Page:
You are using an older browser version. Please use a supported version for the best MSN experience.

Ultrarunner Jeff Garmire Ran a 5K Wearing Crocs (in 19:05!)

Runner’s World logo Runner’s World 8/27/2021 Micah Ling
He wanted to make things interesting for his race, but do as he says (don’t take yourself too seriously), not as he does. © Jeff Garmire He wanted to make things interesting for his race, but do as he says (don’t take yourself too seriously), not as he does.

Jeff Garmire, 30, is used to testing his body. As an ultra-endurance athlete, he feels at home pushing himself for days and nights with little to no down time. He’s taken on Fastest Known Time (FKT) attempts and races that cover hundreds, if not thousands, of miles on foot. He currently holds the FKT on the Colorado Trail, and has also held the FKT on the Long Trail and the Arizona Trail. He’s completed the Pacific Crest Trail, the Pacific Northwest Trail, and all 58 Colorado 14ers (mountains that reach or exceed 14,000 feet elevation).

But on August 7, Garmire took on a much shorter distance than what he’s used to: the Sweet Pea 5K in Bozeman, Montana. The only thing was, three days before the race, Garmire decided to run in Crocs—yes, those squishy clogs that everyone either loves or hates.

Join Runner’s World+ today for exclusive access to more training advice and injury-prevention tips!

Garmire isn’t new to Crocs; he sometimes brings them to wear around camp when he’s hiking or backpacking (and not going for a record). But why race in them? Garmire imagined that wearing this footwear for the 5K would force him to not only push himself in the race, but also have fun with it.

“I ran a couple years of cross county in high school and never particularly loved how hard you had to run in a 5K race, so I haven’t run one in 10 years,” Garmire told Runner’s World.“So I decided, if I’m going to run this distance again, I’m going to do it in a unique way.”

Garmire treated race day just like everyone else, pinning on his number and walking to the start line in his Crocs (he bought a fresh pair for race day), and he said only a few people noticed his choice of footwear. When the gun went off, Garmire did his best to stay with the faster lead group.

“It was a pretty straight shot on a paved road, but we did go on a trail for a little while, and that’s when I noticed my traction wasn’t quite as good as the runners around me. Around mile 1.2 we had a right turn, and I had to take the turn a little easier [than everyone else].”

Garmire tried to make up for lost time on the turns with a blistering 5:50 third mile. He crossed the line in 19:05.26 (a 6:09/mile pace), good enough for 22nd overall out of 439 runners. While for many runners, that would be a PR, but Garmire thinks he could have broken 19 minutes. “I just didn’t know what I was capable of,” he said.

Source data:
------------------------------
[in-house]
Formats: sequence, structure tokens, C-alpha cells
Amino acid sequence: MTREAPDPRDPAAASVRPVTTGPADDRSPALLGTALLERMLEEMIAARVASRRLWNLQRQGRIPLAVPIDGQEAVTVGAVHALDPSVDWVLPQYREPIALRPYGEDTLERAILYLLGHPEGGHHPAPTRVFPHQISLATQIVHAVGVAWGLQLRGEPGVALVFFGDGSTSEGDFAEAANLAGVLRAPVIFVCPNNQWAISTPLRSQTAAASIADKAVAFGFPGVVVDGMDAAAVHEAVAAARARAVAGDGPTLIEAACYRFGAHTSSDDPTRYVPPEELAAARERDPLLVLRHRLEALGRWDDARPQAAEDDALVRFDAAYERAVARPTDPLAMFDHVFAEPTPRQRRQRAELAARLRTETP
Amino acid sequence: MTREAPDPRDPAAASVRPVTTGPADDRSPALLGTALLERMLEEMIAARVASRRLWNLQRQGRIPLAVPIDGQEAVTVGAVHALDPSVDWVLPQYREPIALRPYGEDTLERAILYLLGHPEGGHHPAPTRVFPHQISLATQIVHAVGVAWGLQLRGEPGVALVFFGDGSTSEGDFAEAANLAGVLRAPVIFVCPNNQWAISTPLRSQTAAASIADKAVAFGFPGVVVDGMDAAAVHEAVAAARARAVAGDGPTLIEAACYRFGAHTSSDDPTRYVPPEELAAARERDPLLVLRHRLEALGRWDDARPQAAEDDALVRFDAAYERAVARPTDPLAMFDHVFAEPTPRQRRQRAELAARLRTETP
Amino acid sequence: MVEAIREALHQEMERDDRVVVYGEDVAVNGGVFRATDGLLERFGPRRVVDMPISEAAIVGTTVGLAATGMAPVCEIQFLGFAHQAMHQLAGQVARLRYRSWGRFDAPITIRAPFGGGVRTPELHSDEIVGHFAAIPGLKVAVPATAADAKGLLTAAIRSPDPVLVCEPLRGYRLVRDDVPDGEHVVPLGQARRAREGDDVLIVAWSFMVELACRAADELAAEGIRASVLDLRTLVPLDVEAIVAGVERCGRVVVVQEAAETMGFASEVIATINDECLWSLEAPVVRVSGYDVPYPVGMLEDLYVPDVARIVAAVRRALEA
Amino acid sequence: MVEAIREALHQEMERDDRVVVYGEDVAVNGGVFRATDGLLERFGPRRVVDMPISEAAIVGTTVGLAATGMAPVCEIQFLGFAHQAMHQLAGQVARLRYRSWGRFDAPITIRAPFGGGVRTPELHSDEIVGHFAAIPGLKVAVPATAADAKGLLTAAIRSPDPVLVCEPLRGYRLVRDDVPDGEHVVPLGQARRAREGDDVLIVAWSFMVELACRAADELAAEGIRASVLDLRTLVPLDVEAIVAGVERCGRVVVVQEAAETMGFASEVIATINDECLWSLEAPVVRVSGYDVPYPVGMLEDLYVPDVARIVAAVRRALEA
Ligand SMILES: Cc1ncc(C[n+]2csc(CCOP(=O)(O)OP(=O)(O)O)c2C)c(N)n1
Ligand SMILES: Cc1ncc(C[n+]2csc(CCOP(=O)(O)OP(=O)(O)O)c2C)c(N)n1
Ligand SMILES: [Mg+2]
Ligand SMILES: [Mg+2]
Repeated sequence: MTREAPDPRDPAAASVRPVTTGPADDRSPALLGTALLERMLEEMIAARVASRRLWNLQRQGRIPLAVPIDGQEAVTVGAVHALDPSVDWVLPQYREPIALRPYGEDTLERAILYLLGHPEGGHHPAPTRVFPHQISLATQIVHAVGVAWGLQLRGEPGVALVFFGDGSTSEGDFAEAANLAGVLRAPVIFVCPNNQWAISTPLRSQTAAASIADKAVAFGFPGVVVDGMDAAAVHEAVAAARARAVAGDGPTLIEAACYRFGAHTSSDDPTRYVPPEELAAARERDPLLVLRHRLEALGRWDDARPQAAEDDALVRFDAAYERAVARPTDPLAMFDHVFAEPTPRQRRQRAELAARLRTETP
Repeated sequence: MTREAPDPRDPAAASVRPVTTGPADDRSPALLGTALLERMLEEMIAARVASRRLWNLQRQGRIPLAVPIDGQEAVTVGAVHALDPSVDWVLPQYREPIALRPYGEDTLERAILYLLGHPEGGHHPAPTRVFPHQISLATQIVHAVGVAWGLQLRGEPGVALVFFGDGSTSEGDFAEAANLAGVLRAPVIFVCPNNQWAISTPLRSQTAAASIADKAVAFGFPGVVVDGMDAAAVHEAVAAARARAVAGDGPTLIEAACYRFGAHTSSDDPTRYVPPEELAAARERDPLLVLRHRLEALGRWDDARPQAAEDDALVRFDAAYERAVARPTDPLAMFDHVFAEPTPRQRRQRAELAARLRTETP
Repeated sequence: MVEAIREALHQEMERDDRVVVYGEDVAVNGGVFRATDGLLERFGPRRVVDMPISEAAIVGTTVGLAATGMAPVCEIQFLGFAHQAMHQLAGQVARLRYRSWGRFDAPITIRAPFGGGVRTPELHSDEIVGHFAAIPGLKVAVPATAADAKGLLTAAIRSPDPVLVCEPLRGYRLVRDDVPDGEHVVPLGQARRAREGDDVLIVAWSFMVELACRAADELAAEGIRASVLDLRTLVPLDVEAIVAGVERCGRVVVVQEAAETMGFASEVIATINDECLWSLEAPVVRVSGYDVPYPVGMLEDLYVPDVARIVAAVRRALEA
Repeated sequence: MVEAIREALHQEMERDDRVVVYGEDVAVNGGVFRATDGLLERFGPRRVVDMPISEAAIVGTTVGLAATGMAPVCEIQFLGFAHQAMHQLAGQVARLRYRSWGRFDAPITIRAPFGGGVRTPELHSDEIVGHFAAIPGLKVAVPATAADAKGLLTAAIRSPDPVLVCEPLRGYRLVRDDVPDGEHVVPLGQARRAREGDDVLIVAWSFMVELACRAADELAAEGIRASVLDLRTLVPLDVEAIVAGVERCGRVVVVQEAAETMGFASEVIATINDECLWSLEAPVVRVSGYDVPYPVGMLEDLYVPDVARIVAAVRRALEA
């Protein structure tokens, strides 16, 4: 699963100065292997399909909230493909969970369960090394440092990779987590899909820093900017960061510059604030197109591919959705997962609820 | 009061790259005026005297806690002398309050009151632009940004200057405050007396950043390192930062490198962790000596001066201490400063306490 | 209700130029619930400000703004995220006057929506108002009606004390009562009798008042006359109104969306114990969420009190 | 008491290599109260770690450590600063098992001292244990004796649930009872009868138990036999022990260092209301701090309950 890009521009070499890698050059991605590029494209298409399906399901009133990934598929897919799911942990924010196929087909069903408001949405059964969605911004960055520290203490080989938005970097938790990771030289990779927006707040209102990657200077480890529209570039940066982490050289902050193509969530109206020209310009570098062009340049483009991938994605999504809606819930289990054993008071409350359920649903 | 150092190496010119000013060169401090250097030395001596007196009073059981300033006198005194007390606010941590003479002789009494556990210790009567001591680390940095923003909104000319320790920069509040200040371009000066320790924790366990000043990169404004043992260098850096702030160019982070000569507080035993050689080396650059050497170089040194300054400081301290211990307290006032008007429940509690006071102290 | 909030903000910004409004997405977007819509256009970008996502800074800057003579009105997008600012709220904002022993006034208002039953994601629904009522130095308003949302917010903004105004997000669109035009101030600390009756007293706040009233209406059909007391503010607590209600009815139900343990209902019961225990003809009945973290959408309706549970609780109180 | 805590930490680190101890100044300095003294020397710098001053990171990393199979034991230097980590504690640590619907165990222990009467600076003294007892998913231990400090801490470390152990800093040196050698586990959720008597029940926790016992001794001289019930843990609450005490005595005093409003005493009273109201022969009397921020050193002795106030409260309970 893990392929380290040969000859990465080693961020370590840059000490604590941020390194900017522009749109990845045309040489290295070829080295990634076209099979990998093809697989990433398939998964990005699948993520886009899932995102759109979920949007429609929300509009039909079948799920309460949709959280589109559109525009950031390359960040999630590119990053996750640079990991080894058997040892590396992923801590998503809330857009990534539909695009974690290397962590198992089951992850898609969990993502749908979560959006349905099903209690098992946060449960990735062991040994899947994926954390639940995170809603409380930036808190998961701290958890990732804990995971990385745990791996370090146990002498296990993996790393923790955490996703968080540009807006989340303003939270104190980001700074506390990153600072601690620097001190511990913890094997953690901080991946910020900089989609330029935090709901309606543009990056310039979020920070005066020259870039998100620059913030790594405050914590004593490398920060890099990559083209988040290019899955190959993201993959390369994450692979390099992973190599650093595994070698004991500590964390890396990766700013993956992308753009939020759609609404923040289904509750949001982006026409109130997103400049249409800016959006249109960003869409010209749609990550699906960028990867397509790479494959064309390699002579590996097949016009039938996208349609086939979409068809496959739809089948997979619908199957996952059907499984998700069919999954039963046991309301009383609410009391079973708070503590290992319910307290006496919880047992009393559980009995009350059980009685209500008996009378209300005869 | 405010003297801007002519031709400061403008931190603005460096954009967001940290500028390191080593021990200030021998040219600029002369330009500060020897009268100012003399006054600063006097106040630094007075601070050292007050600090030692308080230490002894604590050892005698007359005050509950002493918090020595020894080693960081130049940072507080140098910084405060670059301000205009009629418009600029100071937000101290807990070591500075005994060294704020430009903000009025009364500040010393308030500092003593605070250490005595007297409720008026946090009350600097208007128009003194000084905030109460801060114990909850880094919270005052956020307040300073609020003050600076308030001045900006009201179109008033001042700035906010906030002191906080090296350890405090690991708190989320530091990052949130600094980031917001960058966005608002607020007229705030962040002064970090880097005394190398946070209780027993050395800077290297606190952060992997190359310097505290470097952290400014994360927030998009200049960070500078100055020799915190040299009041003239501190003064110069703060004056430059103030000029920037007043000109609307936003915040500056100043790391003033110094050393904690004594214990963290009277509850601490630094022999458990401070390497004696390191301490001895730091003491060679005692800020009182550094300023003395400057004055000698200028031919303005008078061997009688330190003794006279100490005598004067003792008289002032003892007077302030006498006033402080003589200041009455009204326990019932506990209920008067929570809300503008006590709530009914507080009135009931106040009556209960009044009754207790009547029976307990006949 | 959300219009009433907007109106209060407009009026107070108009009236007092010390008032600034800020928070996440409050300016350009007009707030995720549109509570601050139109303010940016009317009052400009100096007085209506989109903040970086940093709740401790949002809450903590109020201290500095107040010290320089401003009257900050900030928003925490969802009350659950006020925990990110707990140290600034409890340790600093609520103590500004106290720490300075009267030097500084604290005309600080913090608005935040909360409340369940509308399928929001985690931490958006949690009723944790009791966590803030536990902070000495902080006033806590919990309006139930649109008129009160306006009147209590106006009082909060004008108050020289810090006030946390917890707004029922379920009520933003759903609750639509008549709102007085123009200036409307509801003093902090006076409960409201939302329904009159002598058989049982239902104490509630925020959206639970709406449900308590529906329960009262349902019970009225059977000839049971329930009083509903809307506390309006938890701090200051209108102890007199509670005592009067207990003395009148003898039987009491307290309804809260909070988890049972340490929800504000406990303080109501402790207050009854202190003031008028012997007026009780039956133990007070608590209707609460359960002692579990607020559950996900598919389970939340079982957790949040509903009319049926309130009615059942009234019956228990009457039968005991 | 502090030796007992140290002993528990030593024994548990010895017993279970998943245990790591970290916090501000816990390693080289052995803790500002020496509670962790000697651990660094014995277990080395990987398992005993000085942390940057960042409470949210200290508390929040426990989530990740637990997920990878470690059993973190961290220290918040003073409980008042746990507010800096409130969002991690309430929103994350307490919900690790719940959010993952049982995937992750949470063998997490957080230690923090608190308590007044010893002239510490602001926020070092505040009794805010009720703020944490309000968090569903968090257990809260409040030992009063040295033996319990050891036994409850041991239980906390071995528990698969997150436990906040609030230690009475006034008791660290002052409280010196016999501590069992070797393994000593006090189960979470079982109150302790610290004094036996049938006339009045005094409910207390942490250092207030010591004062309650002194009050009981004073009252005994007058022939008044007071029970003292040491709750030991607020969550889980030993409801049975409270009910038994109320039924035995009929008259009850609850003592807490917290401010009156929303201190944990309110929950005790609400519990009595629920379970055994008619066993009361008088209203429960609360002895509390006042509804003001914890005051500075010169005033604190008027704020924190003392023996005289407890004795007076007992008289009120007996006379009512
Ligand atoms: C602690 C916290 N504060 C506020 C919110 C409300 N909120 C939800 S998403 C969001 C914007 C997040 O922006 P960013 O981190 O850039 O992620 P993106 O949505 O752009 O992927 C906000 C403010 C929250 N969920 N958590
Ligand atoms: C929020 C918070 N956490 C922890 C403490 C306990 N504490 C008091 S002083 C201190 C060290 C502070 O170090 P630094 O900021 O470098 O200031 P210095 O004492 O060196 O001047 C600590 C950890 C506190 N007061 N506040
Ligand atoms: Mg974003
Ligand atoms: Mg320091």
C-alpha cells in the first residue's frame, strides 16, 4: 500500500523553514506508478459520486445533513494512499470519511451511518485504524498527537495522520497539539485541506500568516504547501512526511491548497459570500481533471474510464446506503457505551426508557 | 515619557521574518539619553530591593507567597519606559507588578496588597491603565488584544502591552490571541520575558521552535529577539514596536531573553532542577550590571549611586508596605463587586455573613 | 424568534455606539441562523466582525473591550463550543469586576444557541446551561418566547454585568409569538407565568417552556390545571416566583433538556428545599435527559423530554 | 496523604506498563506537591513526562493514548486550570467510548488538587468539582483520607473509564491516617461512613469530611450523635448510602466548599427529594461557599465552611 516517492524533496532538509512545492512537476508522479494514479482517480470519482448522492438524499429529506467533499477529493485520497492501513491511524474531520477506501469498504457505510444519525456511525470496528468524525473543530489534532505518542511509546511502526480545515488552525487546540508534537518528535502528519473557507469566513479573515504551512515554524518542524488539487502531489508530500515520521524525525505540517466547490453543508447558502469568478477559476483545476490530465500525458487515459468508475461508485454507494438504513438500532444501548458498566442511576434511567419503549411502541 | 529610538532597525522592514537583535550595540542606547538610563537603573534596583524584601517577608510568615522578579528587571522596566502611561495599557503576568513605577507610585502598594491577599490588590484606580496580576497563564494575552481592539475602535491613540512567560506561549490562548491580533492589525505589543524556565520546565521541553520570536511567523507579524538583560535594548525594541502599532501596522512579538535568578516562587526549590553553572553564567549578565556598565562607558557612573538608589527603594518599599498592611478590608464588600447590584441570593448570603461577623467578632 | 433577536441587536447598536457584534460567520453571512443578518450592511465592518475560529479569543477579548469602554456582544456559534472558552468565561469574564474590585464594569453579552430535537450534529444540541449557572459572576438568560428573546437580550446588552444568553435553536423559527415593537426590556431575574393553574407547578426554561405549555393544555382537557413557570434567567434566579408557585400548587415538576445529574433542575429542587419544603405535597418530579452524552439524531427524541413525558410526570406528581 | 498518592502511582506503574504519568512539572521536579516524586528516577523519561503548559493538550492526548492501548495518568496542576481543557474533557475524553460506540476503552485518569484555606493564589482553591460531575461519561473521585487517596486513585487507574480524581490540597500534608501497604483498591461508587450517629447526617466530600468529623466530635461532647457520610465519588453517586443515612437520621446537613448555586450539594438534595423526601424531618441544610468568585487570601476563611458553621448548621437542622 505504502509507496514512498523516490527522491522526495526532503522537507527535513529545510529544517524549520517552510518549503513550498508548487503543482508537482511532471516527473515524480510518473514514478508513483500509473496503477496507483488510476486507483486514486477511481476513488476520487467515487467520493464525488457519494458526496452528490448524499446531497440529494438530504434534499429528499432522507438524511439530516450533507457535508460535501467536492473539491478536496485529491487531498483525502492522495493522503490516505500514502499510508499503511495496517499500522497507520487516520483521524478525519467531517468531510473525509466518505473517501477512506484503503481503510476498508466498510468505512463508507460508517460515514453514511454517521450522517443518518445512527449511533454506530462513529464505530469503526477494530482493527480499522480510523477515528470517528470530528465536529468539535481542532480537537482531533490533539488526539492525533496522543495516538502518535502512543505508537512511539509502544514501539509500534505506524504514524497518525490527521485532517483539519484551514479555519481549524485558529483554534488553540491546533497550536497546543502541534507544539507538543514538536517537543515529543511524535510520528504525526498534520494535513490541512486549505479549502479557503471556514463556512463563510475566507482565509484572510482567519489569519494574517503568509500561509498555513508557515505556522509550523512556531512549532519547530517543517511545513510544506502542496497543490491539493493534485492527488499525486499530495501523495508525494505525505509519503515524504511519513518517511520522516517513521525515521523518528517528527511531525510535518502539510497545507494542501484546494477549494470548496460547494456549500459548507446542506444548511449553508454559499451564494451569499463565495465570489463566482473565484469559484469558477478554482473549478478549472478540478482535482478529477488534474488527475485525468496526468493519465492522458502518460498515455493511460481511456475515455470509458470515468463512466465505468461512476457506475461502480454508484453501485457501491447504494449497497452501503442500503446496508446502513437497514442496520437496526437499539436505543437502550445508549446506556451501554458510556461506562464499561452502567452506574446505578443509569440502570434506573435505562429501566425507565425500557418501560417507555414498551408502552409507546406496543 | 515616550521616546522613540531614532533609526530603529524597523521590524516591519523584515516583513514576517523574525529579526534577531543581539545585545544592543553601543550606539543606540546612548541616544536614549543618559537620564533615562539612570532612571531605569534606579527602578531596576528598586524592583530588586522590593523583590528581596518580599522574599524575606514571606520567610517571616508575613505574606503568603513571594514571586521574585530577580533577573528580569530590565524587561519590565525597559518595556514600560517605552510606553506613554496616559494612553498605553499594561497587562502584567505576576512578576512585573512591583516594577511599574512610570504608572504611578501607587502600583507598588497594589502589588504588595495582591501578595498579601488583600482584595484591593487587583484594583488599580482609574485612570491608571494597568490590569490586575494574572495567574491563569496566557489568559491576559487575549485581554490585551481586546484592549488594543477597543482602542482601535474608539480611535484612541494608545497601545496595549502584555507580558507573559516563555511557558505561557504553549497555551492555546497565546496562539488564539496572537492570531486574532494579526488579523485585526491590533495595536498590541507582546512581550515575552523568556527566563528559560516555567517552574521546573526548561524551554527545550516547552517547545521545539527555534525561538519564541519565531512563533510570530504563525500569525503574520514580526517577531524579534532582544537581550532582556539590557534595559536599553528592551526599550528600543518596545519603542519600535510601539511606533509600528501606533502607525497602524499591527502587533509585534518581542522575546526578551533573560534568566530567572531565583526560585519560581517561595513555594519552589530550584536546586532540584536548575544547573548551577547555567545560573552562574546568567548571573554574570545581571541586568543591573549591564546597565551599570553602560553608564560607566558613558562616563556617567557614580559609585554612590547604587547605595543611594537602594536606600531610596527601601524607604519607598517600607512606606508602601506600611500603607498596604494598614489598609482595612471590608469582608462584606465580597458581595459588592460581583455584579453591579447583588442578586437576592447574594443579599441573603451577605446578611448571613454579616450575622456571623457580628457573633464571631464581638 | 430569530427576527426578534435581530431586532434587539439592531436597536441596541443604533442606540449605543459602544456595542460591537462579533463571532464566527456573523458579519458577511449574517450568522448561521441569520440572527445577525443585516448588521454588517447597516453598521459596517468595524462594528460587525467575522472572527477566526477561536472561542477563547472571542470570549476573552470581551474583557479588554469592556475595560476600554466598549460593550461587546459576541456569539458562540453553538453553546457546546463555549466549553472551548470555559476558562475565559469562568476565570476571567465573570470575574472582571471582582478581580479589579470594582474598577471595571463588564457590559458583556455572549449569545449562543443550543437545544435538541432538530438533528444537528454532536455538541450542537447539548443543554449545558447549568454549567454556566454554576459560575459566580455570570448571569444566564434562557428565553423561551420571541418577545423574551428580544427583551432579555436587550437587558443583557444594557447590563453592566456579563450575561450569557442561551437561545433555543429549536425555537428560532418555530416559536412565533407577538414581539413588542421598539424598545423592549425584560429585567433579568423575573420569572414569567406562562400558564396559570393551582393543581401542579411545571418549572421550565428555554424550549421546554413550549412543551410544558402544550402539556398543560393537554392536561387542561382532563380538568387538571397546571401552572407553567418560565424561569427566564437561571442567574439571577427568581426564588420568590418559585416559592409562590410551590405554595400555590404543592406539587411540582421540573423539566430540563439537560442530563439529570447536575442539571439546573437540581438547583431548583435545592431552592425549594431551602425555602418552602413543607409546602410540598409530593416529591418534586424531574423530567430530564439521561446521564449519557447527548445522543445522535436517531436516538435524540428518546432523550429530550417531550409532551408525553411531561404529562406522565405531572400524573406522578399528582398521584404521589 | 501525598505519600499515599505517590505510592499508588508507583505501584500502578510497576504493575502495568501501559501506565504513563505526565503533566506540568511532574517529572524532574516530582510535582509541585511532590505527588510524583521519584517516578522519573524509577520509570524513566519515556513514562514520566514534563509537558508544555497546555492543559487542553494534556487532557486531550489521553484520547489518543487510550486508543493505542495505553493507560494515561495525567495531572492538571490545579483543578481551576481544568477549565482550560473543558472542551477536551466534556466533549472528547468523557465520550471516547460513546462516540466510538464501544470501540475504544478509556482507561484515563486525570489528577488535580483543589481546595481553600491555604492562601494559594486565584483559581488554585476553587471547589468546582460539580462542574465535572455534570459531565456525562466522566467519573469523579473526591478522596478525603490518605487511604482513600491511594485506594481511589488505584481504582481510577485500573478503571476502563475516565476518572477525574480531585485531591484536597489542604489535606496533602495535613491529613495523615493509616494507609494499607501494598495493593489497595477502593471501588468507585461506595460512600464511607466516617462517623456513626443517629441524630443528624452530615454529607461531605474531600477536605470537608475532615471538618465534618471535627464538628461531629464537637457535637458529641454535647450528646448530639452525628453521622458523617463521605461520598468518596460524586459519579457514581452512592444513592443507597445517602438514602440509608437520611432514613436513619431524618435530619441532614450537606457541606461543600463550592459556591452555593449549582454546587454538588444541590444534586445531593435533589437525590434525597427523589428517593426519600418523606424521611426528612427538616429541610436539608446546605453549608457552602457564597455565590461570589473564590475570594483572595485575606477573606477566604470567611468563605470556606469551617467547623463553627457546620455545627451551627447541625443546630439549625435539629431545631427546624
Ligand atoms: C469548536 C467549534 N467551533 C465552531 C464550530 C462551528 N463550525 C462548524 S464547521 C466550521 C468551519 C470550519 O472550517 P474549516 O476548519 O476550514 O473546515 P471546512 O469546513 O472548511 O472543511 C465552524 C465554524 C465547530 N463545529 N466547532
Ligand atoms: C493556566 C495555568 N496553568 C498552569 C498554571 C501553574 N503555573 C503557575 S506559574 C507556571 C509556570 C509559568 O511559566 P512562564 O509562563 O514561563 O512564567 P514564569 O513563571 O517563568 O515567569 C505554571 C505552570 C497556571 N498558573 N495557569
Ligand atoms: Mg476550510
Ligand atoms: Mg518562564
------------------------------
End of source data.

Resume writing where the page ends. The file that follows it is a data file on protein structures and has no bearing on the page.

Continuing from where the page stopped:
a colorful blanket: These are the Crocs that Garmire wore. © Jeff Garmire These are the Crocs that Garmire wore.

Garmire had a great time running the race, and encourages everyone to remember to keep things fun and not take yourself too seriously. However, experts don’t recommend running in Crocs or similar footwear, because they don’t offer the stability that your feet need while running.

“There’s a difference between cushy and cushion,” Anna Wieber, Doctor of Podiatric Medicine (DPM) in Denver, Colorado, told Runner’s World. “It’s a common misconception that something cushy would be good for your feet, but what most of us really need is something with more stability.... [When wearing Crocs] you’re really not getting the support or stability features that you do with a running shoe.”

When Weber is evaluating a client, she does some gait analysis to see if an athlete has a neutral gait, or if they pronate or supinate. She then makes a more general recommendation about the amount of stability someone needs, rather than suggesting specific brands.

Dr. Courtney Conley, a chiropractic physician specializing in foot and gait mechanics at Gait Happens in Golden, Colorado, acknowledges that Crocs have a wide toe box, but points out that plenty of running shoes offer the same benefit.

“For a 5K, one might be able to get away with this, but for the majority of distance runners, having the appropriate shoe can be the icing on the cake for performance.” Conley said, “Running shoes that allow this same forefoot splay are the Altra and Topo Athletic. These give the benefit of a wide toe box, but with more structure to accommodate different terrains and allow for longer distance running.”

Beyond enjoying his down time and taking on some silly challenges, Garmire is getting ready to race The Rut, a technical 50K in Big Sky, Montana. He’s also got his eye on a bigger FKT attempt in the fall. Garmire isn’t sure if he’ll make a serious attempt at shorter distance races, but his 5K in Crocs did make him want to do some more tempo runs, so maybe he’ll lace up his actual running shoes for another 5K in the future.


More from Runner's World

Runner’s World
Runner’s World
image beaconimage beaconimage beacon